N-terminal hydrophobic amino acids of ATF5 confer IL-1{beta}-induced stabilization [Immunology]

December 30th, 2013 by Abe, T., Kojima, M., Akanuma, S., Iwashita, H., Yamazaki, T., Okuyama, R., Ichikawa, K., Umemura, M., Nakano, H., Takahashi, S., Takahashi, Y.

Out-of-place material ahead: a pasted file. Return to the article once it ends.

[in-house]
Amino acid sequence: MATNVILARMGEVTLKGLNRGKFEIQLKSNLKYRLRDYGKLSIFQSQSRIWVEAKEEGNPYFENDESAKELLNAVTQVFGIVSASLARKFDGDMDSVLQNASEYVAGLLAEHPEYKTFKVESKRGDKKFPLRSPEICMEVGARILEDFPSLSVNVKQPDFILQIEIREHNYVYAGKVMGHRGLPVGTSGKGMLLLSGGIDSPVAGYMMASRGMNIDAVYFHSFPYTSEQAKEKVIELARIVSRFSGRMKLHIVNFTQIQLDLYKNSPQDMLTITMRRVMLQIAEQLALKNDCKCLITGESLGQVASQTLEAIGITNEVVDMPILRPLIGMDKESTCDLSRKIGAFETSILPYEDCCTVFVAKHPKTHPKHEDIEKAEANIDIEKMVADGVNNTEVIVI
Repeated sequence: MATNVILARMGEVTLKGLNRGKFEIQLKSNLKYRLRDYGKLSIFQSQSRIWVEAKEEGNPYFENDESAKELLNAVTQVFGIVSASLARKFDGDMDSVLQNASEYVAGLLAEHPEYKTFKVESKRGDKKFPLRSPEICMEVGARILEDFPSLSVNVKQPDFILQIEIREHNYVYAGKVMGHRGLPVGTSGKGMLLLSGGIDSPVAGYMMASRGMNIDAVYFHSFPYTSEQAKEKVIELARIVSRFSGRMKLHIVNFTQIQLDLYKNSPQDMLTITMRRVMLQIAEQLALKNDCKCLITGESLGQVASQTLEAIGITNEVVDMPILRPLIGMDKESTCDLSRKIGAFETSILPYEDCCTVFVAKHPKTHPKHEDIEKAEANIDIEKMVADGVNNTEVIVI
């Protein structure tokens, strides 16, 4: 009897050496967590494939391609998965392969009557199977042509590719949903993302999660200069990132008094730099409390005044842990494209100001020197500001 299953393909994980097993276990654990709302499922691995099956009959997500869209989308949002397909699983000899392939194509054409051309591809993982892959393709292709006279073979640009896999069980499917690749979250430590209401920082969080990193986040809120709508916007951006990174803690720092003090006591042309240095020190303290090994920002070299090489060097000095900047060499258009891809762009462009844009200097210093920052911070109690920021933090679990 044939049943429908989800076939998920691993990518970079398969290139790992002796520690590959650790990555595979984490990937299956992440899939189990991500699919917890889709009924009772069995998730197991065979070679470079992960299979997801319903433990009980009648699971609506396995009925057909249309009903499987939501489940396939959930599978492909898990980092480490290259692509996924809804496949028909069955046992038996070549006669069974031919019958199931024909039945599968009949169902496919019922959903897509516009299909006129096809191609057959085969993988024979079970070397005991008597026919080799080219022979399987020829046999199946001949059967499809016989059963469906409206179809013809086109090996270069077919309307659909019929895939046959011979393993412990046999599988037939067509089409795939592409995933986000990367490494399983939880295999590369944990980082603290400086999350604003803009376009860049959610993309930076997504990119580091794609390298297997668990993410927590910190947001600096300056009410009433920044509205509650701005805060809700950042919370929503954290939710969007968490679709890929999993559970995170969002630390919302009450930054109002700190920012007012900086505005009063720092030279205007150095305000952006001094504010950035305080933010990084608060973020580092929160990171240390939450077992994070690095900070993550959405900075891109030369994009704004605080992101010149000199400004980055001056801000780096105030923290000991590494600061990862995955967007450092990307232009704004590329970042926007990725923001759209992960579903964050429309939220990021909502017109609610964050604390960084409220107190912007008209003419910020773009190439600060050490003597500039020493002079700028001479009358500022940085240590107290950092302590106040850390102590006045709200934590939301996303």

Activating transcription factor 5 (ATF5) is a stress-response transcription factor that responds to amino acid limitation and exposure to cadmium chloride (CdCl2) and sodium arsenite (NaAsO2). The N-terminal amino acids contribute to destabilization of the ATF5 protein in steady-state conditions and serve as a stabilization domain in stress-response after CdCl2 or NaAsO2 exposure. In this study, we showed that interleukin 1β (IL-1β), a proinflammatory cytokine, increased the expression of ATF5 protein in HepG2 hepatoma cells in part by stabilizing the ATF5 protein. The N-terminal domain rich in hydrophobic amino acids that is predicted to form a hydrophobic network was responsible for destabilization in steady-state conditions and served as an IL-1β-response domain. Furthermore, IL-1β increased the translational efficiency of ATF5 mRNA via the 5′-untranslated region α (5′-UTRα) and phosphorylation of the eukaryotic translation initiation factor 2α (eIF2α). ATF5 knockdown in HepG2 cells upregulated the IL-1β-induced expression of serum amyloid A 1 (SAA1) and SAA2 genes. Our results showed that the N-terminal hydrophobic amino acids play an important role in the regulation of ATF5 protein expression in IL-1β-mediated immune response and that ATF5 is a negative regulator for IL-1β-induced expression of SAA1 and SAA2 in Hep G2 cells.